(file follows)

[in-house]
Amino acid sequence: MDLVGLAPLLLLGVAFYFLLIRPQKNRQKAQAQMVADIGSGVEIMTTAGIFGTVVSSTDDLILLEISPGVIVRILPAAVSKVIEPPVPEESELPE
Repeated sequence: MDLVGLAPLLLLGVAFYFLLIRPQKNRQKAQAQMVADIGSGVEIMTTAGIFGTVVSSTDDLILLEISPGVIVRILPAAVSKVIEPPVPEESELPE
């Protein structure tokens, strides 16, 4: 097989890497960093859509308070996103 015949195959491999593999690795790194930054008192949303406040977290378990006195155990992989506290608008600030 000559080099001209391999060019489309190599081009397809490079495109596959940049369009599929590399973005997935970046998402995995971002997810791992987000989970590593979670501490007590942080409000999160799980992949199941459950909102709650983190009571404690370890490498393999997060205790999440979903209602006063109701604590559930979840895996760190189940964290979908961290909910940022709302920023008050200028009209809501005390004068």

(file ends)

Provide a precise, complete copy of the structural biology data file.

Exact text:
[in-house]
Amino acid sequence: MDLVGLAPLLLLGVAFYFLLIRPQKNRQKAQAQMVADIGSGVEIMTTAGIFGTVVSSTDDLILLEISPGVIVRILPAAVSKVIEPPVPEESELPE
Repeated sequence: MDLVGLAPLLLLGVAFYFLLIRPQKNRQKAQAQMVADIGSGVEIMTTAGIFGTVVSSTDDLILLEISPGVIVRILPAAVSKVIEPPVPEESELPE
């Protein structure tokens, strides 16, 4: 097989890497960093859509308070996103 015949195959491999593999690795790194930054008192949303406040977290378990006195155990992989506290608008600030 000559080099001209391999060019489309190599081009397809490079495109596959940049369009599929590399973005997935970046998402995995971002997810791992987000989970590593979670501490007590942080409000999160799980992949199941459950909102709650983190009571404690370890490498393999997060205790999440979903209602006063109701604590559930979840895996760190189940964290979908961290909910940022709302920023008050200028009209809501005390004068």